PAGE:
• o

    How long does a patient stay in the triage?

  • o

    What is the average waiting time of the patients to be attended by the specialist?

  • o

    How many patients are in line waiting to be assisted on any given day in the triage and by the doctors?

  • o

    Are the three specialists that currently work there enough?

  • o

    How many doctors are necessary when there is an increase in demand?

Sampling method and analysis

The study was carried out following the steps in Fig. 2. To analyze a queue, the demand and the service times must be characterized. Once this information is obtained, the calculation of the properties is done. The method of least squares was used to verify the function that best suits the data of the arrivals and the services. This is important because in the queueing theory several analytical models assume that the process follows a type of distribution and the related functions (Hall, 1991). In the event that this is omitted, the analytical results must be taken with reservations and it is recommended to validate them in some other way (e.g., through simulation).

Fig. 2.

Method for the analysis of a queue.

(0,11MB).
Source: Authors.

In the case of the demand, it is first received at the counter. The observation and sampling were carried out in normal business days during a period of 4h (9:00–13:00). The time of arrival of each patient was recorded and subsequently the time between arrivals was obtained by taking the difference between two consecutive patients.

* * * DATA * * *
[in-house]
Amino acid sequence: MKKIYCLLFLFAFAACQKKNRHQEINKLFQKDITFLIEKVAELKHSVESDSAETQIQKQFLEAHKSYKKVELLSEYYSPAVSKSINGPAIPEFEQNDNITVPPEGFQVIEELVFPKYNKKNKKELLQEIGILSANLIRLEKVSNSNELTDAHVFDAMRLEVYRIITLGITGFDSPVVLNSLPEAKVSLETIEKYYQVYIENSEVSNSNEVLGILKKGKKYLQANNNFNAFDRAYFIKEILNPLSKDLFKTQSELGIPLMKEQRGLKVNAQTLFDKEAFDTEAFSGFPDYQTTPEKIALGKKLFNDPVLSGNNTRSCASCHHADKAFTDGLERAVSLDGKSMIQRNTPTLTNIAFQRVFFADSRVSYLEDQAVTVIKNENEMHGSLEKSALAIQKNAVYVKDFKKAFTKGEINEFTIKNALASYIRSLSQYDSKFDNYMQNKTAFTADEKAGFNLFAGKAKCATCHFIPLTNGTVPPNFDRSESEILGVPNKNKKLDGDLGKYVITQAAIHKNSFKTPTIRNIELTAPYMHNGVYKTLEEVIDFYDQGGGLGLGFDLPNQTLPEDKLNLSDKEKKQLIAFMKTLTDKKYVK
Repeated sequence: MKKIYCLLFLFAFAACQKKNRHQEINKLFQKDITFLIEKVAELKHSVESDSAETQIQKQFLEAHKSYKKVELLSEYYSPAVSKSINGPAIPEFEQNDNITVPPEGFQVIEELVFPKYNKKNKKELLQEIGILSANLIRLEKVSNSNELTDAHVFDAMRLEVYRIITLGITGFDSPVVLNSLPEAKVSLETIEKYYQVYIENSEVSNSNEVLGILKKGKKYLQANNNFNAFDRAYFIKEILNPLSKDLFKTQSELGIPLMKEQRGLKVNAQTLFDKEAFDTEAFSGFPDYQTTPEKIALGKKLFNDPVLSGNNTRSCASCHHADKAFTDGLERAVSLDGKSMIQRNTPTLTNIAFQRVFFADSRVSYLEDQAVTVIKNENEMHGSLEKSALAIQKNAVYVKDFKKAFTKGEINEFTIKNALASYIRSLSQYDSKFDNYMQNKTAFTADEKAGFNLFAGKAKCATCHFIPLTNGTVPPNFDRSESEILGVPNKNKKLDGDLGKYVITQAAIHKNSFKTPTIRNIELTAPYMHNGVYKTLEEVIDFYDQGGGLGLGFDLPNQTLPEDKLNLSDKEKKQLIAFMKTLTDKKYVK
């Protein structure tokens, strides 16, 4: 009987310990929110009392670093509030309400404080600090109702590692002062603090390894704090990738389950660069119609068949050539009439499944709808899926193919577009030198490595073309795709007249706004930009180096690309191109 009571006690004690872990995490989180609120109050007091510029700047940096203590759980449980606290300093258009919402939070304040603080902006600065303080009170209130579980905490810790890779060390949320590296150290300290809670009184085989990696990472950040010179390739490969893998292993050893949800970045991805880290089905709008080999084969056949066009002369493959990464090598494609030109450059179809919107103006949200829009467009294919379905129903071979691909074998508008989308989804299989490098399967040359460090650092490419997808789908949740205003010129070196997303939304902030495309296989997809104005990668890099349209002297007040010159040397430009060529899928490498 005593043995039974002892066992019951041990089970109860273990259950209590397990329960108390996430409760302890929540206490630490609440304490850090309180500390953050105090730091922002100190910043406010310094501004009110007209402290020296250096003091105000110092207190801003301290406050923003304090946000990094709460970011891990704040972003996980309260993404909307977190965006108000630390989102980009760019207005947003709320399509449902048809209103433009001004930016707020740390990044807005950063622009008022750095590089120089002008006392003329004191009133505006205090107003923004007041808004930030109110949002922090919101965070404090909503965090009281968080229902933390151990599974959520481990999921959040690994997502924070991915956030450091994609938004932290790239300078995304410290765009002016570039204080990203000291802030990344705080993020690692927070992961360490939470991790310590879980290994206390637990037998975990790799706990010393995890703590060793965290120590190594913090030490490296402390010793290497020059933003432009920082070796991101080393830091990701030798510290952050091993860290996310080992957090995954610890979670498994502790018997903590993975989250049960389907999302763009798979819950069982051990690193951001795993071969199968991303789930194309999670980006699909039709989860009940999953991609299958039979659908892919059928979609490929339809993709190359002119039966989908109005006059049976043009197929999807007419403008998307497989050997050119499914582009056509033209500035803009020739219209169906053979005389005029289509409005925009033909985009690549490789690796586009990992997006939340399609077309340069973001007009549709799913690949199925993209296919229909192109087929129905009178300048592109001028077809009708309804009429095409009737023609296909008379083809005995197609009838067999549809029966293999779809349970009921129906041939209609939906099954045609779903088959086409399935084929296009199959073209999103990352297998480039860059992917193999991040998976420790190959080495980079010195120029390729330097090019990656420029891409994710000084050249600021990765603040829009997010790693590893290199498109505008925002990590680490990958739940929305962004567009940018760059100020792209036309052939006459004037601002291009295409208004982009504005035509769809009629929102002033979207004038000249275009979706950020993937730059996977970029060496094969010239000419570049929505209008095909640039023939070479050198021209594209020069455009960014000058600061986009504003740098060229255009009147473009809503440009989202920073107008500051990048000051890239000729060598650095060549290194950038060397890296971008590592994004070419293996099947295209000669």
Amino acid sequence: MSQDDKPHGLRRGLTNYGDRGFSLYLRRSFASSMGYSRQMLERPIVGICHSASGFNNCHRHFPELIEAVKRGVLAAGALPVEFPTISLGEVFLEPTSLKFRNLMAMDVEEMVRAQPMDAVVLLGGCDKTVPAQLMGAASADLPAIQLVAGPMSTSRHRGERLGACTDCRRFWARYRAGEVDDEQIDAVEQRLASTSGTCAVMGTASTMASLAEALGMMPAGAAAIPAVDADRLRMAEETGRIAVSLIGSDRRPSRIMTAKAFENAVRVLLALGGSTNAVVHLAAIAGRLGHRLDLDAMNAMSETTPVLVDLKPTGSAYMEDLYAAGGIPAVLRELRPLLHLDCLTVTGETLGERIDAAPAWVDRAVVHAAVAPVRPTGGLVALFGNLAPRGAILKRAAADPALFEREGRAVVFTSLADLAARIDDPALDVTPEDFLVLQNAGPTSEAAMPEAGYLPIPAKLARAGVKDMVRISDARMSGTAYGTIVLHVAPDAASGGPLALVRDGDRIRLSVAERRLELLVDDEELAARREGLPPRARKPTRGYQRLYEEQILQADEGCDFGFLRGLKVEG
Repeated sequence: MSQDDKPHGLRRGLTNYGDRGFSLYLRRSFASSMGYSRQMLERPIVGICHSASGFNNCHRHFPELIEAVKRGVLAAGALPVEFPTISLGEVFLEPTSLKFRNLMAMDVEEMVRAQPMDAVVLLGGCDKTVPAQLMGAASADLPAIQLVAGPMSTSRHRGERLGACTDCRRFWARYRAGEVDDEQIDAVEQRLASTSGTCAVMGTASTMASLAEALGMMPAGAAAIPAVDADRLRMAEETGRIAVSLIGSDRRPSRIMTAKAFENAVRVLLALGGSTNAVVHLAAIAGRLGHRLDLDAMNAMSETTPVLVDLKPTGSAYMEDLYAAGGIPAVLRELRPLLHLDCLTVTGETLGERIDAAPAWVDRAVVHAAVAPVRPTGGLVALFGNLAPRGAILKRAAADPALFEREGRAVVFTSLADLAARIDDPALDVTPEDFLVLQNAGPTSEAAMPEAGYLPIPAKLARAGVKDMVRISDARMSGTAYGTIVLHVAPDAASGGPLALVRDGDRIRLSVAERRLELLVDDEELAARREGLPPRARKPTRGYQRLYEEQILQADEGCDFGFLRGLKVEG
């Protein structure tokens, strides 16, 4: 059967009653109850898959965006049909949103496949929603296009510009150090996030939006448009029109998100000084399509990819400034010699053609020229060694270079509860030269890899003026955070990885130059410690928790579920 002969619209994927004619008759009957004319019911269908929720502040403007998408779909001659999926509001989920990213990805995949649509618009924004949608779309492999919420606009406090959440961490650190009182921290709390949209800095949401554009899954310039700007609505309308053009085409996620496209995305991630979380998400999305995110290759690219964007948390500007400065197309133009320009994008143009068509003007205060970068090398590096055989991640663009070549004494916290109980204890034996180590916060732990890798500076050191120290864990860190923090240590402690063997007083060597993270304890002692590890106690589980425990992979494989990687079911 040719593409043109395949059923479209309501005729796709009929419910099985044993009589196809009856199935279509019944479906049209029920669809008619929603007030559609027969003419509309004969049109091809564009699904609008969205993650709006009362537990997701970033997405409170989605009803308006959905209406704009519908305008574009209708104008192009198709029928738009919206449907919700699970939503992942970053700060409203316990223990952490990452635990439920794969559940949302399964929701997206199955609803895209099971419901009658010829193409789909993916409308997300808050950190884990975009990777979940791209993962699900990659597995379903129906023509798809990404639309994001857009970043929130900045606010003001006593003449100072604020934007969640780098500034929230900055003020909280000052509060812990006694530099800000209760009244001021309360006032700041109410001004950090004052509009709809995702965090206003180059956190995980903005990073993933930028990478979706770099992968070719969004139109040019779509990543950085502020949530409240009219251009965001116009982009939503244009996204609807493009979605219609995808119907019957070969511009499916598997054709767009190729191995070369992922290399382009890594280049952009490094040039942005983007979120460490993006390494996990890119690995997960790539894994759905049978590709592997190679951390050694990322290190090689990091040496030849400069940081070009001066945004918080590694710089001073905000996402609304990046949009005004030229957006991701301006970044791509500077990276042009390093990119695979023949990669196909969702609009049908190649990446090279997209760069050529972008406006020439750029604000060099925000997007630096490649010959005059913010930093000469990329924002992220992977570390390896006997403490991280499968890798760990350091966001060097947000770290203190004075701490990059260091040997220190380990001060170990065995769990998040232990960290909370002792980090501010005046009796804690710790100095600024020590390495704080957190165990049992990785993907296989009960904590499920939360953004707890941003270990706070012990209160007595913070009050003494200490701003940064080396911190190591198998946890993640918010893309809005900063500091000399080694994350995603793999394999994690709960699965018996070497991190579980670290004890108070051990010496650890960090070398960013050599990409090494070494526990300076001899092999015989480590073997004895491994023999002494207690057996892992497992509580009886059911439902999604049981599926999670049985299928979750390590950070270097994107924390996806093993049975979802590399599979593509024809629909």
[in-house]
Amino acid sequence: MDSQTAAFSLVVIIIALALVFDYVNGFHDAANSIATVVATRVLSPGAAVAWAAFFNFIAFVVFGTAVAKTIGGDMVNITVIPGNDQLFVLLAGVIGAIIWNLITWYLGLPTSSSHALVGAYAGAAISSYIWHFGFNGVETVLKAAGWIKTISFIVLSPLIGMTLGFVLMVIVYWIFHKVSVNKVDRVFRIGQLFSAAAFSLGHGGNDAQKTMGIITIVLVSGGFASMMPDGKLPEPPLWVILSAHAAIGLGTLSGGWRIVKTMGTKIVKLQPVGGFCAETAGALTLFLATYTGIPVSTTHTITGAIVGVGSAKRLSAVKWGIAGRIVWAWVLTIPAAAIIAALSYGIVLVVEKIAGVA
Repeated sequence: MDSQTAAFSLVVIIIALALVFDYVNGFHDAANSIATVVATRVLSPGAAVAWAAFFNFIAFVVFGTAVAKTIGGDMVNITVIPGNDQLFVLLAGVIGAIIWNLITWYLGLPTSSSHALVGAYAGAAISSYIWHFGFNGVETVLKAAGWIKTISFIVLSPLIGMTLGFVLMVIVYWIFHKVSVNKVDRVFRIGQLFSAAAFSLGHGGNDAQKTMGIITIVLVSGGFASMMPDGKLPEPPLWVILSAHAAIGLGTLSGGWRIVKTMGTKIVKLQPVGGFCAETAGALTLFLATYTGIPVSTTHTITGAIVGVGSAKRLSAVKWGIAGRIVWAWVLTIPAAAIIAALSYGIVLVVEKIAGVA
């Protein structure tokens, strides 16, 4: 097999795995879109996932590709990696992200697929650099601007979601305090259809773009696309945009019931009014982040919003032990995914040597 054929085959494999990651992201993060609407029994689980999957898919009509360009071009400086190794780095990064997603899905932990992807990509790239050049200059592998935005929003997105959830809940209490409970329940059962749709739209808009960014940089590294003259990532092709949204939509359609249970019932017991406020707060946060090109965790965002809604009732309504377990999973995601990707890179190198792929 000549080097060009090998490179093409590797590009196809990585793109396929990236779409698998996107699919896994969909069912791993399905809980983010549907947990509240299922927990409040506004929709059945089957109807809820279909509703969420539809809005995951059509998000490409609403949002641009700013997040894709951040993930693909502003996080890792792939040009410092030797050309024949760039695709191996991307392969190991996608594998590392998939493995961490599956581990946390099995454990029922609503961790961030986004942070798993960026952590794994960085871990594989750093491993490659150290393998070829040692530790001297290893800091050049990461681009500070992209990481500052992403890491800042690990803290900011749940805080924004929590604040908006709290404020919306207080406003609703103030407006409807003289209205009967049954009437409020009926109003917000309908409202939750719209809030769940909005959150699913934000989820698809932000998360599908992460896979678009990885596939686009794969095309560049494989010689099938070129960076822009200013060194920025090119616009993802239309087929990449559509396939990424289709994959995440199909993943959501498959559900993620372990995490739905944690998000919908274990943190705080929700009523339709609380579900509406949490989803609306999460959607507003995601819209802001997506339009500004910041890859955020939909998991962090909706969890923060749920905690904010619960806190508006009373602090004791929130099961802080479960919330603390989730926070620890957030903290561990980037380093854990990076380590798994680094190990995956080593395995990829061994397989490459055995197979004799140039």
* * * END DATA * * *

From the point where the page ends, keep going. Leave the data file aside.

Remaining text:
The observation and sampling of the service time at the counters, triage, and of the specialists was done during a period of 4h, considered representative of the service, during which the time that passed from the moment the patient stands before the server (the doctors or at the counter) and until they leave. This was done during several randomly selected days (this assumes that the demand is independent of the day, the hour and the time of year), at least a different day for each station. The descriptive statistics and the test of least squares applied to the data samples were done using Minitab16.

Characterization of the demand

The users arrive first to the counter where they are directed to the different areas of the hospital. From the analysis of the arrival times it was found that approximately every 3min a user arrives to the counter to request information, with a standard deviation of 2.364min. The 3min median corresponds to 20 users per hour, of which 53.95% are effectively channeled to the triage section, that is, approximately 10.79 users per hour (Table 2, Fig. 3).

Table 2.

Descriptive statistics of the times.